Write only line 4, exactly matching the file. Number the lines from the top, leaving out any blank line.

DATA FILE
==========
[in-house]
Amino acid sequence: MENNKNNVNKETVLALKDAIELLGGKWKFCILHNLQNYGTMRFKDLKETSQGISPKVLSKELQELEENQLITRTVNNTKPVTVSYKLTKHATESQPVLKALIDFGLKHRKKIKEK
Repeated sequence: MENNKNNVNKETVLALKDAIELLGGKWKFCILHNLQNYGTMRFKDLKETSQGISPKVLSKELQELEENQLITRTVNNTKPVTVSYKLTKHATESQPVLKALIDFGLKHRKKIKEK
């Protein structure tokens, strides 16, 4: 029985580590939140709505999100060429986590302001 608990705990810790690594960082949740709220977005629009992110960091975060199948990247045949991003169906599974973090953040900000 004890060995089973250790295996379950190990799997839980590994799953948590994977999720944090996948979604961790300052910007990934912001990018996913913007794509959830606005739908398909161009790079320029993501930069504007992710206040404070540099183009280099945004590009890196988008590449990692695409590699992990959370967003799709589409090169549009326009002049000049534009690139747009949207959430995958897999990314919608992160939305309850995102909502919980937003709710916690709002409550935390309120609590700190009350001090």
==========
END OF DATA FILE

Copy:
């Protein structure tokens, strides 16, 4: 029985580590939140709505999100060429986590302001 608990705990810790690594960082949740709220977005629009992110960091975060199948990247045949991003169906599974973090953040900000 004890060995089973250790295996379950190990799997839980590994799953948590994977999720944090996948979604961790300052910007990934912001990018996913913007794509959830606005739908398909161009790079320029993501930069504007992710206040404070540099183009280099945004590009890196988008590449990692695409590699992990959370967003799709589409090169549009326009002049000049534009690139747009949207959430995958897999990314919608992160939305309850995102909502919980937003709710916690709002409550935390309120609590700190009350001090």